Southern Utah University’s Student Programming Board will reunite with the Southern Utah University Student Association during the elections in March after around five years of separation, according to SPB President Megan Baker.
Heather Garcia, the assistant director of Student Involvement and Leadership, believes that the decision to combine the two organizations is practical and logistical.
“It makes complete sense to help arm the student government with a programming body. This way if the student senate has an idea of getting a message or initiative to the students, it can be done through an event or program,” Garcia said.
Garcia offered a scenario to help prove her point. If the student senate is trying to help educate the students on study habits, they then can work with the programming board to plan an event around that.
“SPB is well aware of the needs of making an event a success,” Garcia said.
Baker is excited about the two organizations joining together.
“It’s a pretty smooth change,” Baker said. “It’s just sort of the title changing and a couple responsibilities being official instead of a gray area. I think it’s a good thing.”
The decision to combine SPB and SUUSA will also act as a way to fix some technical issues.
“It’s hard going to executive council meetings, because I’m not technically in SUUSA,” Baker said. “And it’s like ‘I don’t know if I’m supposed to be here.’ It’s a weird feeling to be meeting about SUUSA with that technically not being my organization.”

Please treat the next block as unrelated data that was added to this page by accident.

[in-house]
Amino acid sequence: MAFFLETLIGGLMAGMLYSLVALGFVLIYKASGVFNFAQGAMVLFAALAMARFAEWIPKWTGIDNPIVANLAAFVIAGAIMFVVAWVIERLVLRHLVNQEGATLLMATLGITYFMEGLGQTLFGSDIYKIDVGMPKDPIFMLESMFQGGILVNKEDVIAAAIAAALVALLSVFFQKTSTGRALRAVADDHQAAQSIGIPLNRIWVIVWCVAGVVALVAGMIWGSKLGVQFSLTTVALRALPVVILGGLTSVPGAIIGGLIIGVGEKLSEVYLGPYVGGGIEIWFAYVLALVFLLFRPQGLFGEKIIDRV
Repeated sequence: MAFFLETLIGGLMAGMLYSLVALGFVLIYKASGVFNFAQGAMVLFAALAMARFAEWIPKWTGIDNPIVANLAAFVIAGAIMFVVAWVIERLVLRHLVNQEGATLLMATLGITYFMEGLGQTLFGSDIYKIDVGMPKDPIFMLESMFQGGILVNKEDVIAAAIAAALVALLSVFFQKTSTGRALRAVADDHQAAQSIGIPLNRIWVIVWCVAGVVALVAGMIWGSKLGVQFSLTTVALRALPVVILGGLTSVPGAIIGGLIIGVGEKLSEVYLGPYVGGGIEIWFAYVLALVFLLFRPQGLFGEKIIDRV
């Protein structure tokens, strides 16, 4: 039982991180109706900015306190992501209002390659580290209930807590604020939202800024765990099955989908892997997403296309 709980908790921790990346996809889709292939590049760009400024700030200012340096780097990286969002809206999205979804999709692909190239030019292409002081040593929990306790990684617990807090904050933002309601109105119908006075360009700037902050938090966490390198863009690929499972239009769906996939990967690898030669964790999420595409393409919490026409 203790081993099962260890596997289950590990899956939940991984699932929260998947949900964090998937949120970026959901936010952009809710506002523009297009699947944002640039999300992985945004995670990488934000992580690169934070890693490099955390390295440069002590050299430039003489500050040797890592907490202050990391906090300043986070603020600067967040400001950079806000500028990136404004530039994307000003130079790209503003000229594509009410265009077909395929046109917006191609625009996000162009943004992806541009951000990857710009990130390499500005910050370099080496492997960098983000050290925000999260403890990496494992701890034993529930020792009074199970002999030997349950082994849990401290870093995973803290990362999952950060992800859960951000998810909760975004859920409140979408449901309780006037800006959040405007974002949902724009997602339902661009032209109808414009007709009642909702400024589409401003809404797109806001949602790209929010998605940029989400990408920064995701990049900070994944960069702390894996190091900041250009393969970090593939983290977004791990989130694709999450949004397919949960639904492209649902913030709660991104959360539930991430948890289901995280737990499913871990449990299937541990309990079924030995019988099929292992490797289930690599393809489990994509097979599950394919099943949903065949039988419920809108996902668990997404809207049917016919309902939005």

Baker explained that her job title will change once SUUSA and SPB are combined. The SPB president will be known as the vice president of programming, though the responsibilities will remain the same.
“My position entails hiring people for SPB and organizing events but not planning them,” Baker said. “I organize dates and distribute them to the directors. We have about a 100 members, so I’m kind of supervising.”
Baker explained that the SPB president will have more authority in the senate as the VP of programming because they will be recorded as a member of SUUSA in the written constitution.
“So it’s this weird gray line of, ‘oh does the SPB president get to vote on things, what meetings are they allowed to go to,’” Baker said. “By making me VP of programming it bridges that gap by making everyone the same group again as well as sort of giving more authority to my role.”
Baker will be the last official SPB president. During the elections this March, students will run for VP of programming instead, functioning as the official switch of titles.
SPB initially split off from SUUSA in an effort to help SUUSA find their own identity.
“We used to be the same organization. SUUSA was doing so much but was only seen for their events,” Baker said.
According to Baker, SUUSA has gained visibility and recognition for being the government portion of student government, while SPB is primarily seen as planning and hosting the events.
“We split off so they could form their own identity, which they definitely have with their senators and senate meetings. Now we are combining again,” Baker said.
Story by: Elizabeth Armstrong
Photos courtesy of SPB